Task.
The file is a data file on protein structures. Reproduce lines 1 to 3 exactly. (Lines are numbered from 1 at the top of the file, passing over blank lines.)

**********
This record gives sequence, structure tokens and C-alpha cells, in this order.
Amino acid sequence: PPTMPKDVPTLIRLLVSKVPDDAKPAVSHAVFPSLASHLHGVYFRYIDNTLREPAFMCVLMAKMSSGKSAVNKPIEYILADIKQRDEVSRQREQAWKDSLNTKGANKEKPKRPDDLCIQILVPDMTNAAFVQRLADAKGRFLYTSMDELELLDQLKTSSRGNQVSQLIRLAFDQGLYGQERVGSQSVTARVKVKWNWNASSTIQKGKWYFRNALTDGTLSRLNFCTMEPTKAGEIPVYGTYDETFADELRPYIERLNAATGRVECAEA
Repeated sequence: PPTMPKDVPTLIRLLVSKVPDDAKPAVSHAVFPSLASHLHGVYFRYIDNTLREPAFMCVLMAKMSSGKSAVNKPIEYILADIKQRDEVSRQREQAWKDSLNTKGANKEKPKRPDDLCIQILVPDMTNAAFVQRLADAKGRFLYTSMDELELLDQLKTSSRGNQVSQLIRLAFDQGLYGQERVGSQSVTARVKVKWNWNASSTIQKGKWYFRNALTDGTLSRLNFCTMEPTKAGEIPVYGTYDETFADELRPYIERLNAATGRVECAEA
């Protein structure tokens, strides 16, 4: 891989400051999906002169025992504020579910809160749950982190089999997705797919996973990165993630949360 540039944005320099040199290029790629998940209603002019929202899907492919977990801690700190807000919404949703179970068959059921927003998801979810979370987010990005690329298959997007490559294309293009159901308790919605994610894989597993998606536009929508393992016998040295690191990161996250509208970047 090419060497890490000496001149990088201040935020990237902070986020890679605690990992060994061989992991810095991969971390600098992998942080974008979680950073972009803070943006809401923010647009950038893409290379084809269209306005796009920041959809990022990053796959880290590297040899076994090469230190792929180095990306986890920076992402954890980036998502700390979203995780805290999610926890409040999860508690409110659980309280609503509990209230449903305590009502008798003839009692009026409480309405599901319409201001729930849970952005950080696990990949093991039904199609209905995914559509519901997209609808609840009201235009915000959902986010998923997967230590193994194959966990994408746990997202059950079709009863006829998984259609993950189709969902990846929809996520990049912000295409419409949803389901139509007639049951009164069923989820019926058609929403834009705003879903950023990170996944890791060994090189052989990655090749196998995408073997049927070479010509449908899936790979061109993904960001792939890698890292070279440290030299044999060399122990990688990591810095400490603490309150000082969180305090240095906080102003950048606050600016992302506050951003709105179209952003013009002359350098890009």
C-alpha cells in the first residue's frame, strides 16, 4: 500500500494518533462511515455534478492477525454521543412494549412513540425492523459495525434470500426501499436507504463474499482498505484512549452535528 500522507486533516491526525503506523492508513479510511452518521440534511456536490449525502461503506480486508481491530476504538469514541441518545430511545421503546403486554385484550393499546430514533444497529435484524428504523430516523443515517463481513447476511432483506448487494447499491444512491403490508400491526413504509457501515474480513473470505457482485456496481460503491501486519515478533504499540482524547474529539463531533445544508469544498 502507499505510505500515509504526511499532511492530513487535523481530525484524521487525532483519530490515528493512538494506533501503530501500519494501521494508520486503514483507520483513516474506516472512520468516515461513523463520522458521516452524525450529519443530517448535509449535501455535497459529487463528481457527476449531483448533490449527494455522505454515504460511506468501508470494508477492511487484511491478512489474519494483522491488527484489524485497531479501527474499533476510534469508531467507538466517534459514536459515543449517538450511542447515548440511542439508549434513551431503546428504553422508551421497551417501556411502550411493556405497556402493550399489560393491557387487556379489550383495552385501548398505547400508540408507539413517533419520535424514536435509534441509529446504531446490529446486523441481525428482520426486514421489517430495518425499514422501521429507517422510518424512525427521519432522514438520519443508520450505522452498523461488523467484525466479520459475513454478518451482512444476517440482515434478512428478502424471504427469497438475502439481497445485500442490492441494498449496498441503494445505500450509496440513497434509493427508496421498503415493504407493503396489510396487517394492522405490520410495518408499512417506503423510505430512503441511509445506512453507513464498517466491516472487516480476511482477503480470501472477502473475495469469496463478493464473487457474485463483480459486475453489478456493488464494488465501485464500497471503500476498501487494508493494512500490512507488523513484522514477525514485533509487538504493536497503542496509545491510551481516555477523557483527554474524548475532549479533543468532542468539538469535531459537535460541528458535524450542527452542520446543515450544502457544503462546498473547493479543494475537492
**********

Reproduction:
This record gives sequence, structure tokens and C-alpha cells, in this order.
Amino acid sequence: PPTMPKDVPTLIRLLVSKVPDDAKPAVSHAVFPSLASHLHGVYFRYIDNTLREPAFMCVLMAKMSSGKSAVNKPIEYILADIKQRDEVSRQREQAWKDSLNTKGANKEKPKRPDDLCIQILVPDMTNAAFVQRLADAKGRFLYTSMDELELLDQLKTSSRGNQVSQLIRLAFDQGLYGQERVGSQSVTARVKVKWNWNASSTIQKGKWYFRNALTDGTLSRLNFCTMEPTKAGEIPVYGTYDETFADELRPYIERLNAATGRVECAEA
Repeated sequence: PPTMPKDVPTLIRLLVSKVPDDAKPAVSHAVFPSLASHLHGVYFRYIDNTLREPAFMCVLMAKMSSGKSAVNKPIEYILADIKQRDEVSRQREQAWKDSLNTKGANKEKPKRPDDLCIQILVPDMTNAAFVQRLADAKGRFLYTSMDELELLDQLKTSSRGNQVSQLIRLAFDQGLYGQERVGSQSVTARVKVKWNWNASSTIQKGKWYFRNALTDGTLSRLNFCTMEPTKAGEIPVYGTYDETFADELRPYIERLNAATGRVECAEA